So why do we use music? Why sing when we could just say it? I think this has something to do with the way music engages our emotions. There are numerous occasions in the Bible where music breaks forth from the human spirit: King David dances and celebrates as the musicians make a joyful sound and the tabernacles are brought into Jerusalem (1 Chronicles); the song of God’s people after he delivered them from the Egyptians and parted the red sea for them (Exodus 15); the Canticles in Luke’s Gospel; Song of Songs, and the music of Revelations (e.g. chapter 4, verse 8) – this is just to name a few. Music is universal to every culture and, like language, it is a powerful form of expression. People often say that music takesthem somewhere else or speaksto them deeply when words do not suffice. I think we need to be careful not to idolise music itself (and as a music student, I often fall into this trap). Human beings are fallible, and obviously not all kinds of music glorify God or edify us, but I do think that music is a gift from God and a unique medium through which we can respond to him. Singing allows us to express our love to God with our whole being – heart, soul, mind, and body. Combined with words from scripture, music helps biblical truth to be firmly etched onto our hearts and can strengthen our faith, as we are transformed on the inside by the Spirit. Additionally, by singing together, Christians show the unity of the Church, and it leads us out of our individualism, towards the collective, ceaseless worship of the saints.
If music has a significant place in Christian worship, it’s important that the Church thinks carefully about its musical decisions. Music, in all its richness and variety, can demonstrate something of the beauty of creation, and worship music, as well as being theologically sound and contextually appropriate, should be engaging and meaningful for a wide variety of people from diverse backgrounds and different stages of faith.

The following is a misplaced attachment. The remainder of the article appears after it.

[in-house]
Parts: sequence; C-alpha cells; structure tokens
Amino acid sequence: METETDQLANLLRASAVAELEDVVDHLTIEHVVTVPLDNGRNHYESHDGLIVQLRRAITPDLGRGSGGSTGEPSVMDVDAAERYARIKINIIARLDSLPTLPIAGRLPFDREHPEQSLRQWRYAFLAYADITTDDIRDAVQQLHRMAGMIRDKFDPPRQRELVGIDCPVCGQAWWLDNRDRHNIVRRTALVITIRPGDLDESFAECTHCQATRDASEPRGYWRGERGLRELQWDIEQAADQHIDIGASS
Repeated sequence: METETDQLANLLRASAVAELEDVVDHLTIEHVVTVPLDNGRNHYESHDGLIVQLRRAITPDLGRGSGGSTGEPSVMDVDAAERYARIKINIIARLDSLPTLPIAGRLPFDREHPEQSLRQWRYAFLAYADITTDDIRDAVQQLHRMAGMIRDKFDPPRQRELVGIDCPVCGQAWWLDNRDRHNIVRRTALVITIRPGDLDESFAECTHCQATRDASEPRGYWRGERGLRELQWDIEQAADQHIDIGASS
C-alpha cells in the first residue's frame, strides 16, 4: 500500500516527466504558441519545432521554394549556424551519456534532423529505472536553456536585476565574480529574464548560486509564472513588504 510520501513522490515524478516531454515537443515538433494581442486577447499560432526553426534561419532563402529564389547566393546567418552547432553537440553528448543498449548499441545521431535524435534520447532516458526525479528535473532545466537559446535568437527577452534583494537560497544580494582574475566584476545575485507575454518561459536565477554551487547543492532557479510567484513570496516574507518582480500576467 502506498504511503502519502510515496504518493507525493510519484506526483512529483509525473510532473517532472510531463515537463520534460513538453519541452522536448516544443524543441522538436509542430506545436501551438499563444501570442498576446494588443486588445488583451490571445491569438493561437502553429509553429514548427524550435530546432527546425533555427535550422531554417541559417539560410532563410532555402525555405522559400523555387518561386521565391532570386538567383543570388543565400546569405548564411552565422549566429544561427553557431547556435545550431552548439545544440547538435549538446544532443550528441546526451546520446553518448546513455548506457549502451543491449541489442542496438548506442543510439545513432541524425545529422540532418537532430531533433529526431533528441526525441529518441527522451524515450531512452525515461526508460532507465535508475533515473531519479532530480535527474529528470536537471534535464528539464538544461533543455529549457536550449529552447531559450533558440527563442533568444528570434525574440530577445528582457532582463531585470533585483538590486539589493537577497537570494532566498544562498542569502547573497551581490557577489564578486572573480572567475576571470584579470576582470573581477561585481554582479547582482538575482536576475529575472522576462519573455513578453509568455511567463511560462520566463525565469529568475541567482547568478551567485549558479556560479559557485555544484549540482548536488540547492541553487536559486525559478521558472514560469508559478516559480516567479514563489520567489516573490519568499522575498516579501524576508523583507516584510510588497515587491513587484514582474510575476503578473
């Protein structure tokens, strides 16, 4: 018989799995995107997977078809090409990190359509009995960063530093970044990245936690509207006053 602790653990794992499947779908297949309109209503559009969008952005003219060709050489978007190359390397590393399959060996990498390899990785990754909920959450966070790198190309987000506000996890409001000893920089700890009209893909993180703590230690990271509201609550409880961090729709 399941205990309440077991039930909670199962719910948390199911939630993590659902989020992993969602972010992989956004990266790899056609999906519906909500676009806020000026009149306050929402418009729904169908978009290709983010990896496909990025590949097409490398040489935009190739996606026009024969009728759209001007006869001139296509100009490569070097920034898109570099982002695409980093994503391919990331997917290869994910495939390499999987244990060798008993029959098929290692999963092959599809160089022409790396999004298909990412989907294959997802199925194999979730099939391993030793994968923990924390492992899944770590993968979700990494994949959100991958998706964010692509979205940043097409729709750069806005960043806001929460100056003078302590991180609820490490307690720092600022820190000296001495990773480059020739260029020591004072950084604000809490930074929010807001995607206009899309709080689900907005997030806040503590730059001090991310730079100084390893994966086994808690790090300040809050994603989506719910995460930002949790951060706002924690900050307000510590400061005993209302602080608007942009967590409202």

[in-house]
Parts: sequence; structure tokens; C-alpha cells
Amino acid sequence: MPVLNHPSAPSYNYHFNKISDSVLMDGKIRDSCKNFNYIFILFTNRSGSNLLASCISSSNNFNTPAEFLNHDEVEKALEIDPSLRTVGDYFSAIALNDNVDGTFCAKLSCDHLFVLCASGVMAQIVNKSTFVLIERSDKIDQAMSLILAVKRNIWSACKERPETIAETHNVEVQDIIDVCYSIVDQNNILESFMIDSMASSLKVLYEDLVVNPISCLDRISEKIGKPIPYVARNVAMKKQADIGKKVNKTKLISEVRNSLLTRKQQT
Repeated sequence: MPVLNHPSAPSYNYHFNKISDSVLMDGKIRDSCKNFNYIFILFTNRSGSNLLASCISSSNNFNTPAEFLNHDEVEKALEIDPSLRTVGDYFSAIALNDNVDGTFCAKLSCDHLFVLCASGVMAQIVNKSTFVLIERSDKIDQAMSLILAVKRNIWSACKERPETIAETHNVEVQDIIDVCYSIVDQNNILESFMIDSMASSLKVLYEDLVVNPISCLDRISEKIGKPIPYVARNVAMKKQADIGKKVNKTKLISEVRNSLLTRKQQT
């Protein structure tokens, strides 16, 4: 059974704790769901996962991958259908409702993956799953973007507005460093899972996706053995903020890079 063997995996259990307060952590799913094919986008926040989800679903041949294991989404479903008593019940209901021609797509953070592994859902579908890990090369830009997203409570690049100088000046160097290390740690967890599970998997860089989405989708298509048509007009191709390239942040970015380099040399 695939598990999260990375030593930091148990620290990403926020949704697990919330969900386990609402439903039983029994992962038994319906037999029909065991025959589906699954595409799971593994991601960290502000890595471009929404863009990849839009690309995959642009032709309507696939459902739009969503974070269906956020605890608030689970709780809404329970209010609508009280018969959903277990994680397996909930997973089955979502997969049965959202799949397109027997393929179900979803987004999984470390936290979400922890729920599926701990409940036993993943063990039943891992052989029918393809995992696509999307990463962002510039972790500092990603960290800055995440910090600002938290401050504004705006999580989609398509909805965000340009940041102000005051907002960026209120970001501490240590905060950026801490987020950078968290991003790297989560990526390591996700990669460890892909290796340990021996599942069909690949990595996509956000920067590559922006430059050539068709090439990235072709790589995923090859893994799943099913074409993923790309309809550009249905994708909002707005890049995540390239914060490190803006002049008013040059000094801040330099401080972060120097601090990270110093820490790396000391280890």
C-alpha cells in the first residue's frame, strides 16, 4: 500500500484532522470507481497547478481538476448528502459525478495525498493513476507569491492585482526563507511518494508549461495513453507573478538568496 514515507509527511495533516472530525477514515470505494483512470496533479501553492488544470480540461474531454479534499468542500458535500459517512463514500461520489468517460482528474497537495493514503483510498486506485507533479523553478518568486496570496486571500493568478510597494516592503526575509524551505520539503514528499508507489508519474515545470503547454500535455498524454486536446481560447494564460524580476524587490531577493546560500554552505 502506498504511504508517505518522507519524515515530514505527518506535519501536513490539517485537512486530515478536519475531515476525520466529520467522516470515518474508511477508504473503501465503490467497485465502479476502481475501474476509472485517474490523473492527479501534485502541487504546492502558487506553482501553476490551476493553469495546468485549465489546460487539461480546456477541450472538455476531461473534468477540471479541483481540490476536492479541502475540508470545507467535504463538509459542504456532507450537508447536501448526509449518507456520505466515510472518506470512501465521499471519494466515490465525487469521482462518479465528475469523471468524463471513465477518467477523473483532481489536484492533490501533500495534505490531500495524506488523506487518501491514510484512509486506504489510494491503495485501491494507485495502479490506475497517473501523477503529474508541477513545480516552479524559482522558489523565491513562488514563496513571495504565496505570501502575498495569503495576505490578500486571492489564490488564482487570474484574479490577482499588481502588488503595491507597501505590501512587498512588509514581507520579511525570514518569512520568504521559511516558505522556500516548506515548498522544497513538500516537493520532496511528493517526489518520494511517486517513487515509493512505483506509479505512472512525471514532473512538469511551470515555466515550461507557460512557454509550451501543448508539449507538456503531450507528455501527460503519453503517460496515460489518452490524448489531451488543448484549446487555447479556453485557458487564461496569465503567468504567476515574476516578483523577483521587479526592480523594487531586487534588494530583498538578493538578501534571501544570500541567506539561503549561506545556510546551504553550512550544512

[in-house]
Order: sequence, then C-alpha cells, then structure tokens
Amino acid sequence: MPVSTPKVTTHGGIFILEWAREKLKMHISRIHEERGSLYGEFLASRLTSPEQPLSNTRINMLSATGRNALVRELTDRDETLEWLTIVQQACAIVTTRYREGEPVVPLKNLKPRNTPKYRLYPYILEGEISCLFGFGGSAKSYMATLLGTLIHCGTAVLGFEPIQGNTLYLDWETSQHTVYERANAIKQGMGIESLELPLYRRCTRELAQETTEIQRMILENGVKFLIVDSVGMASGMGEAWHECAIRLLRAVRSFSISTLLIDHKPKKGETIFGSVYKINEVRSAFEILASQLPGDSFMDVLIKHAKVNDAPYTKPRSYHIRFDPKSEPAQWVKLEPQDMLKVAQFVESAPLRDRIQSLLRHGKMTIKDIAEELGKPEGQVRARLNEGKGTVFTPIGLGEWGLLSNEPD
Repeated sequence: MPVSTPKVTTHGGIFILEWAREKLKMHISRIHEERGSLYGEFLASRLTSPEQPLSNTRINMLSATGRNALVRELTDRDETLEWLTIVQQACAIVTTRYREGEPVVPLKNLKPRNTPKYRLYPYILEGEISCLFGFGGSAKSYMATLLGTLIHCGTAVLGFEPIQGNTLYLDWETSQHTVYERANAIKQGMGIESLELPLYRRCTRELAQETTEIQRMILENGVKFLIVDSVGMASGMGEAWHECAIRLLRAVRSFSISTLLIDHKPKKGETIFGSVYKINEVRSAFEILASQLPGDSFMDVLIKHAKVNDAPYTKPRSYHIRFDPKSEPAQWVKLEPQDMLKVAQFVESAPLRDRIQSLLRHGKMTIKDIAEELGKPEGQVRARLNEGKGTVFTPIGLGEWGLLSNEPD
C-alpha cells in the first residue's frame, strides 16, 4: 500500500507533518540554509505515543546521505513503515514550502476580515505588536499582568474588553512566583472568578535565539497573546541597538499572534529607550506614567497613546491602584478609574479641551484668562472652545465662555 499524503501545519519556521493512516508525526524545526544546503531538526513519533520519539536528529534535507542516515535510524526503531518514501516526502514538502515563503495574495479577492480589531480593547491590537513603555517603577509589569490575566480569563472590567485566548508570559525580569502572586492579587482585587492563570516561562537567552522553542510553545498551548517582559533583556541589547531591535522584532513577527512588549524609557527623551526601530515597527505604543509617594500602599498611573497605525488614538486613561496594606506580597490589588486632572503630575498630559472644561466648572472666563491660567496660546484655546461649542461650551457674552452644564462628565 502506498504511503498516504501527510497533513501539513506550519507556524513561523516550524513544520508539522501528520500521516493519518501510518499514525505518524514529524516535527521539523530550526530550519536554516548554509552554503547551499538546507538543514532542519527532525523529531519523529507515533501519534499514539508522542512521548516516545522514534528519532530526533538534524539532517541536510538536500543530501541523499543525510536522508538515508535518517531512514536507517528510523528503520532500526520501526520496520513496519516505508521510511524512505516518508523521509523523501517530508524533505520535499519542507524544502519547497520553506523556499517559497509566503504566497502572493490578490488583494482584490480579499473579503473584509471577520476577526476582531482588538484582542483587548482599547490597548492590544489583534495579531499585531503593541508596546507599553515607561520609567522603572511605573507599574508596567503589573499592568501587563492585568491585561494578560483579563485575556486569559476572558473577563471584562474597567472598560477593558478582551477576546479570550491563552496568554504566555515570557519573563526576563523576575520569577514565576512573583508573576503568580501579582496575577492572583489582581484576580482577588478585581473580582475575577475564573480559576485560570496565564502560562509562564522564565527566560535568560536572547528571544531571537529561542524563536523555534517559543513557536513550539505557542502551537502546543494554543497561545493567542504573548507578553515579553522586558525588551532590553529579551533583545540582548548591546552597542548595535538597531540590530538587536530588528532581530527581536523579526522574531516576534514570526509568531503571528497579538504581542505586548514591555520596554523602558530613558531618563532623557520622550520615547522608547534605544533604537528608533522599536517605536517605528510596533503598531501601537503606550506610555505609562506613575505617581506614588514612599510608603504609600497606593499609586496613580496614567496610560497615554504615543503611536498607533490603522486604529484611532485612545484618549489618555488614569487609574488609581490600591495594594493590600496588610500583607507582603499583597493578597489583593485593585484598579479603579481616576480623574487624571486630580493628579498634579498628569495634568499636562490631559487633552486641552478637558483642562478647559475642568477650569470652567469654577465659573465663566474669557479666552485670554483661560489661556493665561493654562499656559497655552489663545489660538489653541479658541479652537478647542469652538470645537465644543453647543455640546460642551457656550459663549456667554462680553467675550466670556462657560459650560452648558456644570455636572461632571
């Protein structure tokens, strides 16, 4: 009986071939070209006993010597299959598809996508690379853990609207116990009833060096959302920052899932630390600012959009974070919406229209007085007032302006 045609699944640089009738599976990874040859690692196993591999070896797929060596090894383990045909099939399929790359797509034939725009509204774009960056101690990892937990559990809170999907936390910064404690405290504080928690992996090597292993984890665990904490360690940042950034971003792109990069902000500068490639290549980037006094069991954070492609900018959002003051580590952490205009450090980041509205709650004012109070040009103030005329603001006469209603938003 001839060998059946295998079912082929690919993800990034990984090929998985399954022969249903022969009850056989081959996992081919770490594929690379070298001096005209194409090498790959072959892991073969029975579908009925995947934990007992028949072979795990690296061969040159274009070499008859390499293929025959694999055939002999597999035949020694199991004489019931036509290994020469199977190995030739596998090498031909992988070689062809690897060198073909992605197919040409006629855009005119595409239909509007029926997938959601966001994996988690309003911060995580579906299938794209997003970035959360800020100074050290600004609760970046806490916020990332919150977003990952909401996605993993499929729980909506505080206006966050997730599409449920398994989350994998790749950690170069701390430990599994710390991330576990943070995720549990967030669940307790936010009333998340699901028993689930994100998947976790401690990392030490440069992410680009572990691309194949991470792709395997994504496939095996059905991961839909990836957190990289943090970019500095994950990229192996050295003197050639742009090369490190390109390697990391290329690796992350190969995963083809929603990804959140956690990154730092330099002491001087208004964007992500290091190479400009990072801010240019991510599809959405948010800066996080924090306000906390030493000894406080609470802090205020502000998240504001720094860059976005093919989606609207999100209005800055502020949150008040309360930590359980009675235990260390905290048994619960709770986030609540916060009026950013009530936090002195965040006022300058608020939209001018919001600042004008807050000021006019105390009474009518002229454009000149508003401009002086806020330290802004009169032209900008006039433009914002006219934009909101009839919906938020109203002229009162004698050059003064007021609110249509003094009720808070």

So, let’s go back to where we began, with the tone-deaf congregation, or the Christian pop song which is – to be frank – musically uninspiring and tedious in its repetition. Is this suitable worship? I think it comes down to the attitude and spirit in which it is done. Of course, we want to offer back to God the highest standard of music we can (using the gifts he gave us in the first place), so we need musically talented people to lead us in worship, but I don’t think it’s all about ability. In the same way, a religious piece of music which is sung to an extremely high standard aesthetically, but with an arrogant mindset or a heart that is not thinking of God, is probably worshipping something else instead. The most important thing is worshipping God in the Spirit, from the heart, and fully participating, whatever level of musical skill you think you have (or don’t have). St Paul sums this up in his letter to the Colossians (3:16-17): ‘Let the message of Christ dwell among you richly as you teach and admonish one another with all wisdom through psalms, hymns, and songs from the Spirit, singing to God with gratitude in your hearts. And whatever you do, whether in word or deed, do it all in the name of the Lord Jesus, giving thanks to God the Father through him.’